10/10/2012 - It's Elementary
Each week, I work with Nan Wilkinson’s 5th & 6th grade class at Arcadia Neighborhood Learning Center – Phoenix, AZ

Picture It - Combined with Curriculum
I combined an exercise with curriculum to form a lesson plan - what a great session!

I have written about this technique before. It's a variation of Cathy Ward’s lesson plan, “What Do You See? Visual Literacy and Story Structure” found in Sherry Norfolk and Jane Stenson's book, Literacy Development in the Storytelling Classroom, Libraries Unlimited, 2009. It's a great way to get people (kids) thinking in images about story.

The essence of the exercise is to show them a picture or photo. Step one is to list everything you see in the photo, objects, people, clothing, inside/outside, the weather, etc. Then ask, "What is happening in this picture?" After some discussion, ask, "What happened before the picture was taken?" Then eventually, "What happened after the picture?" You then have the elements of a beginning, middle and end of a story.

Today, I added another level to the exercise. The students are studying colonial times. So I got three pictures off the internet that showed different people and things happening during this period in American History, with appropriate dress and settings. We had great discussions about the three photos and what might have come before and after each one.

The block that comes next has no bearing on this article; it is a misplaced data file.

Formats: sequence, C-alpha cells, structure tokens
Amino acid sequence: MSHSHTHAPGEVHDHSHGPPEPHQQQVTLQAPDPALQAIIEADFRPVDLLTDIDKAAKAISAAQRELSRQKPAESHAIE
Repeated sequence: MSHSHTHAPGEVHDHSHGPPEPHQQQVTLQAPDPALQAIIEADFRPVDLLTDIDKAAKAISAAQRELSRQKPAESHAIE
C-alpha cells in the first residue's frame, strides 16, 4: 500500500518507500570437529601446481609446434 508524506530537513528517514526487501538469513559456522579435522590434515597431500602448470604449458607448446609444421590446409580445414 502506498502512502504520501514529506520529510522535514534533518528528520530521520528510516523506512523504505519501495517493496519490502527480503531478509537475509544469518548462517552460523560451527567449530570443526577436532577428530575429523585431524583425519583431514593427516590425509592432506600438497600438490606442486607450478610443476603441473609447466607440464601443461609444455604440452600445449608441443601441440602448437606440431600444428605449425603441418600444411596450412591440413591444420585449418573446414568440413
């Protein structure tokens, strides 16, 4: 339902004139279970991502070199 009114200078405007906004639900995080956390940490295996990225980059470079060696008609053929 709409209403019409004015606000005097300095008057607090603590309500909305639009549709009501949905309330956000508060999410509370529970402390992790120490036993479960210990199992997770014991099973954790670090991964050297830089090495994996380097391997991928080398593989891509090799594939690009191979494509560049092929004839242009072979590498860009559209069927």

In the top picture, the boy had been practicing in the drum corps and had been kicked out for making mistakes. He was angry, and didn't even see the horse droppings in front of him.

In the picture with the wig makers, one student wondered about the black woman, and if she was or had been a slave. Some thought the white woman was the shop owner. One suggested that the shop owner was a man who sailed across the ocean to make big profits by selling wigs.

The "dance" was between a British spy and a woman of prominence who knew the goings on in the Continental Congress. But she was on to him and gave him false information.

Tomorrow, the teacher (Nan) will spend the whole morning having them write their own stories based on one of the pictures, or another that they may find.

These kids are great and I am loving this!

©Mark Goldman 2012

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For more information contact Mark Goldman - 602-390-3858 - Mark@Storytellermark.com


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